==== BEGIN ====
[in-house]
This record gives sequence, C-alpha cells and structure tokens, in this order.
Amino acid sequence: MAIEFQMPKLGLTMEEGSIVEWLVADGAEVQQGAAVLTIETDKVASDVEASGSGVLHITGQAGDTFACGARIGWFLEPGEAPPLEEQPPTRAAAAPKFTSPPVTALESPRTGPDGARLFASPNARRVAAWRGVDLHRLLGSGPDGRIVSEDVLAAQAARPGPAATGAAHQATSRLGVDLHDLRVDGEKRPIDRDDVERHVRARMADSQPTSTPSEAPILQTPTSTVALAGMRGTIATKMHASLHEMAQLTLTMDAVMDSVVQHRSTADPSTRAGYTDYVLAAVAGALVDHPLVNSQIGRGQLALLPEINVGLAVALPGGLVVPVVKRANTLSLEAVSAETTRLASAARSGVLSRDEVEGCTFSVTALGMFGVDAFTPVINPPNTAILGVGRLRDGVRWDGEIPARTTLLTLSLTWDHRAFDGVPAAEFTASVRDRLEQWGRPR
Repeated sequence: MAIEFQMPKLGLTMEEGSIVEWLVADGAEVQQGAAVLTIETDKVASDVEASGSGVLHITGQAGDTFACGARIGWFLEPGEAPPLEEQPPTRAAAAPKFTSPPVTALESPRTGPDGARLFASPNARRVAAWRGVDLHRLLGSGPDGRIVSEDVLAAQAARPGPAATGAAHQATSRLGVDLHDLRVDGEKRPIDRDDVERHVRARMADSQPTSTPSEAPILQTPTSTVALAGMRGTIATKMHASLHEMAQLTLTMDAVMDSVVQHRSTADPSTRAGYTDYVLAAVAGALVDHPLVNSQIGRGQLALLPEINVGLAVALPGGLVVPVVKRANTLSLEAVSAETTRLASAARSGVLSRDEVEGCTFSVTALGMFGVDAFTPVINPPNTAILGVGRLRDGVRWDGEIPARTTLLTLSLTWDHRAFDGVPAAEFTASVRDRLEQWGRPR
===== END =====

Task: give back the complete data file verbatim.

[in-house]
This record gives sequence, C-alpha cells and structure tokens, in this order.
Amino acid sequence: MAIEFQMPKLGLTMEEGSIVEWLVADGAEVQQGAAVLTIETDKVASDVEASGSGVLHITGQAGDTFACGARIGWFLEPGEAPPLEEQPPTRAAAAPKFTSPPVTALESPRTGPDGARLFASPNARRVAAWRGVDLHRLLGSGPDGRIVSEDVLAAQAARPGPAATGAAHQATSRLGVDLHDLRVDGEKRPIDRDDVERHVRARMADSQPTSTPSEAPILQTPTSTVALAGMRGTIATKMHASLHEMAQLTLTMDAVMDSVVQHRSTADPSTRAGYTDYVLAAVAGALVDHPLVNSQIGRGQLALLPEINVGLAVALPGGLVVPVVKRANTLSLEAVSAETTRLASAARSGVLSRDEVEGCTFSVTALGMFGVDAFTPVINPPNTAILGVGRLRDGVRWDGEIPARTTLLTLSLTWDHRAFDGVPAAEFTASVRDRLEQWGRPR
Repeated sequence: MAIEFQMPKLGLTMEEGSIVEWLVADGAEVQQGAAVLTIETDKVASDVEASGSGVLHITGQAGDTFACGARIGWFLEPGEAPPLEEQPPTRAAAAPKFTSPPVTALESPRTGPDGARLFASPNARRVAAWRGVDLHRLLGSGPDGRIVSEDVLAAQAARPGPAATGAAHQATSRLGVDLHDLRVDGEKRPIDRDDVERHVRARMADSQPTSTPSEAPILQTPTSTVALAGMRGTIATKMHASLHEMAQLTLTMDAVMDSVVQHRSTADPSTRAGYTDYVLAAVAGALVDHPLVNSQIGRGQLALLPEINVGLAVALPGGLVVPVVKRANTLSLEAVSAETTRLASAARSGVLSRDEVEGCTFSVTALGMFGVDAFTPVINPPNTAILGVGRLRDGVRWDGEIPARTTLLTLSLTWDHRAFDGVPAAEFTASVRDRLEQWGRPR